So, the second I booked this leg of the trip, I knew I wanted to stay in a Japanese ryokan. The real-deal ryokans date back to the Edo period, when they served highway travelers. A far cry from a Motel 6 if I do say so myself. They’re likely what you picture as being a typical Japanese home. I mostly loved that tatami mats cover the floors, making ryokans perfect for sleeping (on the traditional Futon mattress), eating, or doing yoga. Most ryokans are pricey and quite upmarket, so I found one in Kyoto that would give me the ryokan experience without blowing my budget. I spent 5 nights at Capsule Ryokan, right by the Kyoto train station, and loved it! For about $25 a night, I had a private room with a fancy shower, cute bathroom, TV that I never turned on, and gorgeous tatami mats. I started and ended each day here with some yoga on the mats using the Down Dog Yoga app on my phone. The Spotify playlist that I put together from these practices is up in The Playlists section if you’re inclined to check it out.
I already blogged about the meditation retreat I did one morning in Kyoto, which was great. A ramen lunch at Ippudo was also quite memorable- the gyoza dumplings they make in-house were yummy as well. Downtown Kyoto is funny- feels like it was cool maybe 15-20 years ago, but the architecture is very dated and drab. The river running through it is stunning though- and the major sights around the city are second to none. I especially loved the Arashiyama bamboo forest (thanks to jet lag I had no problem getting there by 7am with no crowds- highly recommend!), a walk around Okochi Sanso (located behind the bamboo forest, it’s the old estate from a Japanese silent film actor, Denjiro Okochi. Stunning grounds and tasty cup of matcha at the end is included in admission. Tea Ceremony En in downtown Kyoto was a nice experience as well, as it walked us through the making of the tea and the intricate ancient ceremony that accompanies it.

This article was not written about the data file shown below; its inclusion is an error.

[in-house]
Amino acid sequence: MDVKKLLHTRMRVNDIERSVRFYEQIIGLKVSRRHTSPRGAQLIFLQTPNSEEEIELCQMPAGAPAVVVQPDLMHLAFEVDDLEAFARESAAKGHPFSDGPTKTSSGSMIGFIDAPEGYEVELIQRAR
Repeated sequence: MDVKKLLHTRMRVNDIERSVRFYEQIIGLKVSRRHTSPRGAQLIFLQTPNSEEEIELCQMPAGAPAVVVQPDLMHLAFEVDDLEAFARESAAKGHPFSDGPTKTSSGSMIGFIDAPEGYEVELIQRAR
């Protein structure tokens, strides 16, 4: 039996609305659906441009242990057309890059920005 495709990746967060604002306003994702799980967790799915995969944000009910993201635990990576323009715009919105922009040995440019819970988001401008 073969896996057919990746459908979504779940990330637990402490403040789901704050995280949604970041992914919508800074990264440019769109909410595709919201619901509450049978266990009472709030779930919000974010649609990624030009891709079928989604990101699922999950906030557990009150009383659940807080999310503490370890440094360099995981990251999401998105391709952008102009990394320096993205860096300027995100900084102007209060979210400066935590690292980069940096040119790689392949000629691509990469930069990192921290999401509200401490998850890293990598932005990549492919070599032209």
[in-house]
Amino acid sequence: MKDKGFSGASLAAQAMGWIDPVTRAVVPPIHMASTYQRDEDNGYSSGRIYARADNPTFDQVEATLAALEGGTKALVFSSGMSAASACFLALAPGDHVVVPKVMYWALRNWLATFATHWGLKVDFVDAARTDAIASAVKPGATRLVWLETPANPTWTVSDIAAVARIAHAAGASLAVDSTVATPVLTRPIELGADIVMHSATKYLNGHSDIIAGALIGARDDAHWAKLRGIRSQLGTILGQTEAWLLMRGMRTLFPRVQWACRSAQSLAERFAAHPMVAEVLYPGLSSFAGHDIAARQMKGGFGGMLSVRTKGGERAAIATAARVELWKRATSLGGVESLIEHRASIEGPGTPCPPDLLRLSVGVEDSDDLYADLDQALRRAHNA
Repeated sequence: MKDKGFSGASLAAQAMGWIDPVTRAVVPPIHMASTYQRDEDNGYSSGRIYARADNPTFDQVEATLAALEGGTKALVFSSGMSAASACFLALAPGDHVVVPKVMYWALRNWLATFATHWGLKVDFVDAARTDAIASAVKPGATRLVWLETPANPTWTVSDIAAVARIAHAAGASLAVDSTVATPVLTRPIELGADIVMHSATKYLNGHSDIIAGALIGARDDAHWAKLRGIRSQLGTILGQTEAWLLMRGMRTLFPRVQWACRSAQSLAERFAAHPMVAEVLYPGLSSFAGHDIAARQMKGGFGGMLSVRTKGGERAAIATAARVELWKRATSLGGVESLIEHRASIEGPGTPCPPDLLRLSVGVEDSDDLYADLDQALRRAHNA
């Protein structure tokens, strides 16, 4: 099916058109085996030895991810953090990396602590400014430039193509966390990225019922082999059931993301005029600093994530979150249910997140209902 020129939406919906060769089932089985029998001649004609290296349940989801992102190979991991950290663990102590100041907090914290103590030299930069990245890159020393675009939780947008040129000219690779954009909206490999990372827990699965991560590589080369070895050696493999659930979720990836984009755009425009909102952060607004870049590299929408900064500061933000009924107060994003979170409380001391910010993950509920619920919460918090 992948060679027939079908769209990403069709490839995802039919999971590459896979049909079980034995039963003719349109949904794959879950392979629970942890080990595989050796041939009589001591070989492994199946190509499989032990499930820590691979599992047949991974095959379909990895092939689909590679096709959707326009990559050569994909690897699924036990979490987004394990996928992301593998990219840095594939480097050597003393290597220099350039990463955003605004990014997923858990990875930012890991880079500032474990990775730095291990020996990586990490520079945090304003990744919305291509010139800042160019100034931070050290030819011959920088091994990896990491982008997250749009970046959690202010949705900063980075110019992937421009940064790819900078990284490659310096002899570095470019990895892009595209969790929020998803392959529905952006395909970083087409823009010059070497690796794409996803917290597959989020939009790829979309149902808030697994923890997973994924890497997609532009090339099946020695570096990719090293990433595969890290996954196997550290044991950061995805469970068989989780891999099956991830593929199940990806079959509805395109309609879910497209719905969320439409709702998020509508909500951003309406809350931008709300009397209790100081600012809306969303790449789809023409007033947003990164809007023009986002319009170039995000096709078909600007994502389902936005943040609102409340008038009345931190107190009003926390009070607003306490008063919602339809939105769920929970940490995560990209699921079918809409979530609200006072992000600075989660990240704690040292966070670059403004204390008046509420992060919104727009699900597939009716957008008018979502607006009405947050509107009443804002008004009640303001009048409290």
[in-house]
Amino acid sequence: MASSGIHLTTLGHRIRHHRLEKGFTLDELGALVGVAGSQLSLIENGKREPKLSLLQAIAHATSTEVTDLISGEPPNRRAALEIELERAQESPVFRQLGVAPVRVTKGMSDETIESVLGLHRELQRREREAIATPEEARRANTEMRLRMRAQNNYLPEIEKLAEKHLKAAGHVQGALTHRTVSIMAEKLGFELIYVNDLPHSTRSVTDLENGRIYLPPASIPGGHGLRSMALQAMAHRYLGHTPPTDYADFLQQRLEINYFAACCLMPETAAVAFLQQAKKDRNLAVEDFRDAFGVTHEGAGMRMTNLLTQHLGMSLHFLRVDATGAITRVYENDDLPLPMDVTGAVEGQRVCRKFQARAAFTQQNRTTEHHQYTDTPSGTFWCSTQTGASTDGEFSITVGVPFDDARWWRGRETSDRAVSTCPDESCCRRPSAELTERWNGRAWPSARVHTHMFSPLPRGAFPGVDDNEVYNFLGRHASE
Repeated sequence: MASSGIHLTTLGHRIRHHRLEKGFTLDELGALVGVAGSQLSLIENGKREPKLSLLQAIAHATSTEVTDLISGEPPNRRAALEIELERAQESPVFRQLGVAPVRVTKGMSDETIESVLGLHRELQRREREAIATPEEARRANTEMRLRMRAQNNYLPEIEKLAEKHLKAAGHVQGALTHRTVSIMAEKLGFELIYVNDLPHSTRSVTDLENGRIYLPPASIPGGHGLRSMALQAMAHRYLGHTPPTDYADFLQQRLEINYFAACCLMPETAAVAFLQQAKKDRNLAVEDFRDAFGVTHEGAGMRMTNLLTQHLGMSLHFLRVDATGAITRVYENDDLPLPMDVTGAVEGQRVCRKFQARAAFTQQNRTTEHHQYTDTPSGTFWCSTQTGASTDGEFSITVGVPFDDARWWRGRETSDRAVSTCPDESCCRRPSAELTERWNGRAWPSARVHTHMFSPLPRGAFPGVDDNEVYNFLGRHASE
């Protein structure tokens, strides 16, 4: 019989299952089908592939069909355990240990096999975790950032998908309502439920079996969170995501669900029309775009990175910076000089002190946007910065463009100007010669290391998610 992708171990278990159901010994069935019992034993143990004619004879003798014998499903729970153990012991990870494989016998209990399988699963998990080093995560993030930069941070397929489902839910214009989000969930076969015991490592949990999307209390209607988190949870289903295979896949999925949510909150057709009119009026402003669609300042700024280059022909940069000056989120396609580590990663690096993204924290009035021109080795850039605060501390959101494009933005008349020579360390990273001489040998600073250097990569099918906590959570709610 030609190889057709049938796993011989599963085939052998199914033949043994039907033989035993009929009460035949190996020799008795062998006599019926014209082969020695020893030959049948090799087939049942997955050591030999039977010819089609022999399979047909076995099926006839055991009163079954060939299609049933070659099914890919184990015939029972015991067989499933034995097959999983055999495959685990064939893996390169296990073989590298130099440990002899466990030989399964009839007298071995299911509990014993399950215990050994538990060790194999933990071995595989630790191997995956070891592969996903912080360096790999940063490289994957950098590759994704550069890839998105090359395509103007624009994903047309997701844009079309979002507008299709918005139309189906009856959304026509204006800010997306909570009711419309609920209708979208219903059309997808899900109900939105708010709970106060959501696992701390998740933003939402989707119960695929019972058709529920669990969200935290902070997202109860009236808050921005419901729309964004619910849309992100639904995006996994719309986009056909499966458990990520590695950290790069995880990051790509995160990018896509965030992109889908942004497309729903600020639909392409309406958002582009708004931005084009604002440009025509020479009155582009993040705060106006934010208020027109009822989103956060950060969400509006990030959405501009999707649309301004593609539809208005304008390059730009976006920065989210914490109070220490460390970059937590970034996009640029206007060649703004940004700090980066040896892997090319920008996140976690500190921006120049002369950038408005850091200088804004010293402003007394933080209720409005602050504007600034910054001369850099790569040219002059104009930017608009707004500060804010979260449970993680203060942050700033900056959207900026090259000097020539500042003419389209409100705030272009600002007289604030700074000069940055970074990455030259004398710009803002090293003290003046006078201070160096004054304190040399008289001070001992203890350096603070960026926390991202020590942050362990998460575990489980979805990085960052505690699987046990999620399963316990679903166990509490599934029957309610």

Talk about a cultural experience… I opted to bathe in a traditional japanese onsen (outdoor hot spring bath) in Kurama, outside Kyoto. The one stipulation- no clothes. Surprisingly not as awkward as I thought it’d be, it’s gender separated and everyone kinda keeps to themselves… helps to have a stunning view to look at?
Loved my dinner at Shisin Samurai Cafe in Kyoto! Ended up staying almost three hours, talking with the owner and staff about everything from travel to diplomacy and soft power to corporate social responsibility to the art of good food. The restaurant is a social enterprise meaning that a portion of its profits go back into the community- Tomo, the owner, is passionate about connecting like-minded people in conversations about peace-building. The staff made me this paper crane as a parting gift- so so sweet.
Japan is hilarious… there were many occasions where I unwittingly became the tourist attraction. Was literally just sitting on this bridge reading and a woman and her daughter asked to take photos with me! So funny.